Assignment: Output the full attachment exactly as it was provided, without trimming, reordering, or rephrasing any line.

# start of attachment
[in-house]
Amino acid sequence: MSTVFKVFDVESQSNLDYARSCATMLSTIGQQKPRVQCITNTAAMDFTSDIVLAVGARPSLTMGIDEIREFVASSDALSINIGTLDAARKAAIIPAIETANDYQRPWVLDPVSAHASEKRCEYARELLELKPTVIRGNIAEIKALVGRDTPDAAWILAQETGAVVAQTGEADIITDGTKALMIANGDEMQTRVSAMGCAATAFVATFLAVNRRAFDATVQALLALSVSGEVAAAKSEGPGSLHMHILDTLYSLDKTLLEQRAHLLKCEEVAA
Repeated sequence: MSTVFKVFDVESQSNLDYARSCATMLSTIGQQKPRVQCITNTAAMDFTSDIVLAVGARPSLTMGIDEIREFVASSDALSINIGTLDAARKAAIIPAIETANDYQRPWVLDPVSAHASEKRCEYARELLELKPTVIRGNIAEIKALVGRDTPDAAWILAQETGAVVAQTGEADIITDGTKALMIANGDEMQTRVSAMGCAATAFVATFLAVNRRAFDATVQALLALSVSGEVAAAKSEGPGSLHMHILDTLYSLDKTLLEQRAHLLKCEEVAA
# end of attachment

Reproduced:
[in-house]
Amino acid sequence: MSTVFKVFDVESQSNLDYARSCATMLSTIGQQKPRVQCITNTAAMDFTSDIVLAVGARPSLTMGIDEIREFVASSDALSINIGTLDAARKAAIIPAIETANDYQRPWVLDPVSAHASEKRCEYARELLELKPTVIRGNIAEIKALVGRDTPDAAWILAQETGAVVAQTGEADIITDGTKALMIANGDEMQTRVSAMGCAATAFVATFLAVNRRAFDATVQALLALSVSGEVAAAKSEGPGSLHMHILDTLYSLDKTLLEQRAHLLKCEEVAA
Repeated sequence: MSTVFKVFDVESQSNLDYARSCATMLSTIGQQKPRVQCITNTAAMDFTSDIVLAVGARPSLTMGIDEIREFVASSDALSINIGTLDAARKAAIIPAIETANDYQRPWVLDPVSAHASEKRCEYARELLELKPTVIRGNIAEIKALVGRDTPDAAWILAQETGAVVAQTGEADIITDGTKALMIANGDEMQTRVSAMGCAATAFVATFLAVNRRAFDATVQALLALSVSGEVAAAKSEGPGSLHMHILDTLYSLDKTLLEQRAHLLKCEEVAA